Sunday, 10 August 2014

Morale: Believing you can win ... and thinking you are losing

I watched the third day of the cricket Test Match between England and India yesterday ... and saw a prime example of morale at work. By the start of the third session of the day you could almost feel the English side's belief that they were going to win ... and the Indian side's increasing feeling that they were going to lose.

This is not to say that the English team were outstandingly more skilled or lucky than the Indian side, but their belief in their ability to win seemed to motivate them all to make that little bit more effort. The converse of this was the fact that the Indians didn't appear to have any desperate desire to win and seemed to make mistakes that they would not normally have done.

The question that has been forming in my mind as a result of watching this match is:
CAN THIS BE MORALE EFFECT BE MODELLED ON THE TABLETOP?

Traditionally morale has been modelled in a negative way. For example, a set of wargame rules will state that when a unit suffers x% losses, it must take a morale test ... and if they suffer further casualties they will have take another morale test. In the end the chances are that the unit will refuse to continue to fight and may even cease to exist as a coherent body of men.

I may be wrong (I frequently am!) but I cannot think of a set of wargame rules that give any kind of bonus to a unit that has just forced an enemy unit to retreat or that has caused considerable and visible casualties to an enemy unit. In both cases you would expect the unit that has inflicted these sorts of effects upon the enemy to be highly motivated and to fight with greater vigour – and effectiveness – for the immediate future.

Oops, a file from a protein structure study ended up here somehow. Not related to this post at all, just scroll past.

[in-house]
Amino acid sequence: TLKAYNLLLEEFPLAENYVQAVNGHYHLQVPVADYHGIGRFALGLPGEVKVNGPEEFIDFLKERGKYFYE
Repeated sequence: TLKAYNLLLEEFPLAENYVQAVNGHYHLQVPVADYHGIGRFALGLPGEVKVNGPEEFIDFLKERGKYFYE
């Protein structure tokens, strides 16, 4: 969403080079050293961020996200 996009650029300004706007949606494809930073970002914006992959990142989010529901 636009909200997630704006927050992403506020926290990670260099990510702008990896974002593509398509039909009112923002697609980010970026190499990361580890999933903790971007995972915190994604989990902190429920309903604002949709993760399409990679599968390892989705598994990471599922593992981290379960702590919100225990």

On a personal level I am not a great lover of morale rules, preferring to rely upon the personal morale of the individual players to determine how units react on the tabletop.

I can cite an example of this. Some years ago Channel 4 attempted to make Kriegsspiel into a spectator sport. Unfortunately it did not work very well and only lasted for a single, short series of three programmes ... but it did illustrate the effect of a commander's personal morale on the outcome of a battle.

The first battle featured in the series was a re-fight of the Battle of Naseby, and I remember that at one stage both commanders were convinced that they were losing the battle, and began to make plans to retreat ... and then one of them realised that the enemy army was in a worse state than his army was, and he began to push his troops forward ... which precipitated an even faster enemy collapse. He believed that he was winning ... and he did; his opponent thought that he was being beaten ... and he was.

I began writing this blog entry just after 9.00am this morning ... but have only just been able to complete it and upload it now (1.50pm) thanks to a constant stream of interruptions to our Internet access. Apparently the fault they 'cured' yesterday is still dogging the digital cable network in our area. It should be fixed later today. I will believe that when it happens!